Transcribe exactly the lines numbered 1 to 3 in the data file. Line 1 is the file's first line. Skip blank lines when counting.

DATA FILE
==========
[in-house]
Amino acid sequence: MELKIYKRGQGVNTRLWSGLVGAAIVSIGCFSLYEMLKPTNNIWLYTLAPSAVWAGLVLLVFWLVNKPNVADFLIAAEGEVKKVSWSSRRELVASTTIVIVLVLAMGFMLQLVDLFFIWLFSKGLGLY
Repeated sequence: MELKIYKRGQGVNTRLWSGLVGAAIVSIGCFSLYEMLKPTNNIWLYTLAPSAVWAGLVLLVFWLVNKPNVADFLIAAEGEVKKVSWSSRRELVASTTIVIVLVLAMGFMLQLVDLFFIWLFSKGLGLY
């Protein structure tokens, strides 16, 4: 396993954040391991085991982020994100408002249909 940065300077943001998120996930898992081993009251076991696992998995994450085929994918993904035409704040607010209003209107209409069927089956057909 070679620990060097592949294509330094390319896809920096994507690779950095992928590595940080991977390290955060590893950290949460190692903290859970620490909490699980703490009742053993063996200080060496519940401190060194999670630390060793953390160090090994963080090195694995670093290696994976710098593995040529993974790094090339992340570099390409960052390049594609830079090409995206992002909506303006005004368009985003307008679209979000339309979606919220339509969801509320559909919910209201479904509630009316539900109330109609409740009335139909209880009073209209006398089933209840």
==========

[in-house]
Amino acid sequence: MELKIYKRGQGVNTRLWSGLVGAAIVSIGCFSLYEMLKPTNNIWLYTLAPSAVWAGLVLLVFWLVNKPNVADFLIAAEGEVKKVSWSSRRELVASTTIVIVLVLAMGFMLQLVDLFFIWLFSKGLGLY
Repeated sequence: MELKIYKRGQGVNTRLWSGLVGAAIVSIGCFSLYEMLKPTNNIWLYTLAPSAVWAGLVLLVFWLVNKPNVADFLIAAEGEVKKVSWSSRRELVASTTIVIVLVLAMGFMLQLVDLFFIWLFSKGLGLY